Searching for Eagles on the Skagit River

Sometimes the best laid plans don’t go quite as planned, and the best thing to do is just go with the flow and see where the roads might take you. That was the case yesterday, when I took my Mom and loaded up the photography gear in the car for a trip north of Seattle to see how many eagles we could find along the banks of the Skagit River.  We started off at the Howard Miller Steelhead County Park in Rockport, Washington, where we picked up a map of the viewing area.  There were so many people there that I just went and grabbed a map and my mom stayed in the car (she’s recovering from having her ankle replaced back in October).

From there, we drove a couple of miles up the road to another viewing area and as luck would have it – not a single eagle in sight so it was back on the road for a bit more to another viewing sight.  We decided to stop and see if there were any eagles hanging out at the Marblemount Fish Hatchery and while there were a few eagles hanging out in some of the taller trees, the highlight of the stop was seeing a pair of ducks that were really pretty.  (I didn’t know until I got home and looked in a birding book that they were Barrow’s Goldeneyes (Bucephala islandica)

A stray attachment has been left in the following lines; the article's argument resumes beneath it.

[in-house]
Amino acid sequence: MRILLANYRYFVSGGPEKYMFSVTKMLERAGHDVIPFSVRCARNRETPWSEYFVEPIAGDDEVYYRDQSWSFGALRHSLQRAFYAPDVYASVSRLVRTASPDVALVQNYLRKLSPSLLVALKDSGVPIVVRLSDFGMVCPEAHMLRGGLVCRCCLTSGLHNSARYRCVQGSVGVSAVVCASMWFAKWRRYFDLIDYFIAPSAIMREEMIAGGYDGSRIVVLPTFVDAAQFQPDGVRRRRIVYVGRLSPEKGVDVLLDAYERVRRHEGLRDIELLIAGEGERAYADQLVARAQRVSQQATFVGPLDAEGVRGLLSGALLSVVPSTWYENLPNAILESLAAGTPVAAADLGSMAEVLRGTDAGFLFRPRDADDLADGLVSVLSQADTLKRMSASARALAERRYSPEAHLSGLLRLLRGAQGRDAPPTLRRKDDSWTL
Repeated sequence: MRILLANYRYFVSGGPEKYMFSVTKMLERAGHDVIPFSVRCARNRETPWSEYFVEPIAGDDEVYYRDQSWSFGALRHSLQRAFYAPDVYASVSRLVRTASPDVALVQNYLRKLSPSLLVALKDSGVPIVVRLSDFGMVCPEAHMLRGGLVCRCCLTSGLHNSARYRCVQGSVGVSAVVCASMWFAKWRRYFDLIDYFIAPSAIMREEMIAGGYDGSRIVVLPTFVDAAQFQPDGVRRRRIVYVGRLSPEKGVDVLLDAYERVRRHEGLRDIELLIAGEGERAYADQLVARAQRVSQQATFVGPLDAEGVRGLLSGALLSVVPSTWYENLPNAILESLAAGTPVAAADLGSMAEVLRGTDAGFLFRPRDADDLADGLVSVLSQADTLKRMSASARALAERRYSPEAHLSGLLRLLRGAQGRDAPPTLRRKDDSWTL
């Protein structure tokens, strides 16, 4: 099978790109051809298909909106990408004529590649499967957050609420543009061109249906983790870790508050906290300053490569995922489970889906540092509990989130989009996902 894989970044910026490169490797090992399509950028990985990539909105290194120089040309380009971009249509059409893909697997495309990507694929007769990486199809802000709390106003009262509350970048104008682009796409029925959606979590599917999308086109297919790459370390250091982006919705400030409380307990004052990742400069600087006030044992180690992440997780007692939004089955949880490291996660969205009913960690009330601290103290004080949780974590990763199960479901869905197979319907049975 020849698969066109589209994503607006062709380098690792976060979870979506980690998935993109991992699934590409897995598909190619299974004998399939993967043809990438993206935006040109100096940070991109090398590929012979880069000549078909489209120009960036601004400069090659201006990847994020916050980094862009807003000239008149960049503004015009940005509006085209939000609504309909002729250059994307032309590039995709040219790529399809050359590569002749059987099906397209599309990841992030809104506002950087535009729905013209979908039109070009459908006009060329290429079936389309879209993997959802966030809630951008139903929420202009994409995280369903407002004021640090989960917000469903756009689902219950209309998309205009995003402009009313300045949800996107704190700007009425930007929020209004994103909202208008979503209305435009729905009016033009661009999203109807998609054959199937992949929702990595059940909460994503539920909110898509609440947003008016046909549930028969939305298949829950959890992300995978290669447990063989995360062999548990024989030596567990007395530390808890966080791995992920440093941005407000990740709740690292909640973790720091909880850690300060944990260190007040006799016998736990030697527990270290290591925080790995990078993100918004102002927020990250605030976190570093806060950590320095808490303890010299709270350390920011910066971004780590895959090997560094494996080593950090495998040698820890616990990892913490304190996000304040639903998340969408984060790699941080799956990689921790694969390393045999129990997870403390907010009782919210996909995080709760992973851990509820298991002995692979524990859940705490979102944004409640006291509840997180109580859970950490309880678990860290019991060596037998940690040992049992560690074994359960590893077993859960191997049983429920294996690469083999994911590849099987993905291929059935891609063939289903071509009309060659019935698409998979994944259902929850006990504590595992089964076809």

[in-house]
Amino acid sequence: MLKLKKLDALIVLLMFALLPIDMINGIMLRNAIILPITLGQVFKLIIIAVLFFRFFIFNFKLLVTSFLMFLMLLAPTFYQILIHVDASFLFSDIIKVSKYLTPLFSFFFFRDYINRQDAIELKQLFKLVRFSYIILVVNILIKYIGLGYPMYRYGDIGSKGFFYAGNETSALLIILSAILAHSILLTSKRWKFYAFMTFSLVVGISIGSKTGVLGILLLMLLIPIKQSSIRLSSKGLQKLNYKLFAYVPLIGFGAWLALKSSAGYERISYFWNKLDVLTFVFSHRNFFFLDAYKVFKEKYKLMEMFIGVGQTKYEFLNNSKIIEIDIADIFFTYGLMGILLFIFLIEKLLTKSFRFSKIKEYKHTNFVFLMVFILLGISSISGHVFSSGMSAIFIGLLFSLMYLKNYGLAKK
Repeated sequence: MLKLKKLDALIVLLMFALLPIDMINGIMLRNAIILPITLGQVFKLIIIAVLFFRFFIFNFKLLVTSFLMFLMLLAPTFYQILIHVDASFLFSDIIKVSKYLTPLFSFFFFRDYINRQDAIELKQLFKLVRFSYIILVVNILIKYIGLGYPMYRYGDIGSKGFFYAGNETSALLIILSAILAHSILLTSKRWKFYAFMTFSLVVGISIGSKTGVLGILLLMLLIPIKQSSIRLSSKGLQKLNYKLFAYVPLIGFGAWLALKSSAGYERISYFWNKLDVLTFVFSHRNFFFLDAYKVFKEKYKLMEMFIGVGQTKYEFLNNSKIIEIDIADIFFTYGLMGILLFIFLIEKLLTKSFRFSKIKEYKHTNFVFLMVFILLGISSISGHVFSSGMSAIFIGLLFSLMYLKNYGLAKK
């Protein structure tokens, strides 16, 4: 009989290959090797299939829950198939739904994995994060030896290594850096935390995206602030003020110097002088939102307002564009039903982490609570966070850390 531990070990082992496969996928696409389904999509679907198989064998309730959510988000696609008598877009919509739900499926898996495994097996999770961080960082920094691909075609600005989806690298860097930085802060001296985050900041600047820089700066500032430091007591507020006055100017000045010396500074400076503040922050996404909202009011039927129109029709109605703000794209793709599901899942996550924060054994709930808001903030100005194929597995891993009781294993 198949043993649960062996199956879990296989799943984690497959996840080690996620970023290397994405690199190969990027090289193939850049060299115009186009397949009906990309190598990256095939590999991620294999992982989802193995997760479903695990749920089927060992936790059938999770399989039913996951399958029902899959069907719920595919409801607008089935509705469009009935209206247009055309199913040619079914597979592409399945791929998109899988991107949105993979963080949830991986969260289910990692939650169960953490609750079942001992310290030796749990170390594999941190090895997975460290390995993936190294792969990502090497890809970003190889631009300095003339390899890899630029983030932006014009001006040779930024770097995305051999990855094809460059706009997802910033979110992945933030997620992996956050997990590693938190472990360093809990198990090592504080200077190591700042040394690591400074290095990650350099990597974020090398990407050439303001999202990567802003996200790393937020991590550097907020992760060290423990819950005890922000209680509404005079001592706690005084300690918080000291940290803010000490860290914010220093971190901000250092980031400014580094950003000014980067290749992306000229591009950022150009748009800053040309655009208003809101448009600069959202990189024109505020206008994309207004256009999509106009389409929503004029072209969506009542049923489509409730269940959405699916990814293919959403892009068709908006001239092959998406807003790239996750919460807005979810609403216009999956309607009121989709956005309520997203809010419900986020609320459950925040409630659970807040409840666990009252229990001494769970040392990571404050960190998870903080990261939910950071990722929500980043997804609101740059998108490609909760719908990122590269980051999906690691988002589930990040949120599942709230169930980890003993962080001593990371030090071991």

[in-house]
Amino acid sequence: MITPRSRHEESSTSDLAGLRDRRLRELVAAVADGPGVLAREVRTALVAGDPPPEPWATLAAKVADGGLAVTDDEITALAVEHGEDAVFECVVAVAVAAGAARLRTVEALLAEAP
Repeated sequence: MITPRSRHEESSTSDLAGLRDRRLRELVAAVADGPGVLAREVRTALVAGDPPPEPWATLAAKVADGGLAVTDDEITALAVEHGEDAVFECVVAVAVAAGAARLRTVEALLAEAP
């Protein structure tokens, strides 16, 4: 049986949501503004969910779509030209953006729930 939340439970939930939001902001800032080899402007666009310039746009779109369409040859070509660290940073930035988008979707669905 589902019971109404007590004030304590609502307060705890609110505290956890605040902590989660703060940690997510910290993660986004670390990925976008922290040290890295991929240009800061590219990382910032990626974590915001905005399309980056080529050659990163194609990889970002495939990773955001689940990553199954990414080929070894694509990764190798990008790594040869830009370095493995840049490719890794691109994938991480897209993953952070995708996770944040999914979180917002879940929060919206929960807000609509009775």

Barrow's Goldeneye

A male Barrow’s Goldeneye at the Marblemount Fish Hatchery.

A female Barrow's Goldeneye at the Marblemount Fish Hatchery.

A female Barrow’s Goldeneye at the Marblemount Fish Hatchery.

After watching these two dive below the water for several minutes, it was time to figure out a new game plan on where we could watch the eagles up close.  My mom suggested we try looking on the Nooksack River so after a quick look at the map to figure out some backroads to take to get further north, and a stop at Dairy Queen for mini blizzards, off we went and when we arrived at the Welcome Bridge River Access, we found success!  There were probably 30 or more eagles in the area feeding on the salmon carcasses on the banks of the river.  It was amazing to watch them soaring overhead before landing on the rocks right below us to gorge themselves on fish.

Soaring above the North Fork of the Nooksack River.

Soaring above the North Fork of the Nooksack River.

A Bald Eagle feeding on fish along the banks of the North Fork of the Nooksack River.

A Bald Eagle feeding on fish along the banks of the North Fork of the Nooksack River.

We stood on the bridge over the river until the light had faded and the temperature had started to drop, but before we packed everything up to head for home, we caught sight of one of the eagles take off into the fading light, carrying out his version of take out by taking a fish carcass with him.

This gives a new meaning to take out...

This gives a new meaning to take out…

Until the next adventure….

 

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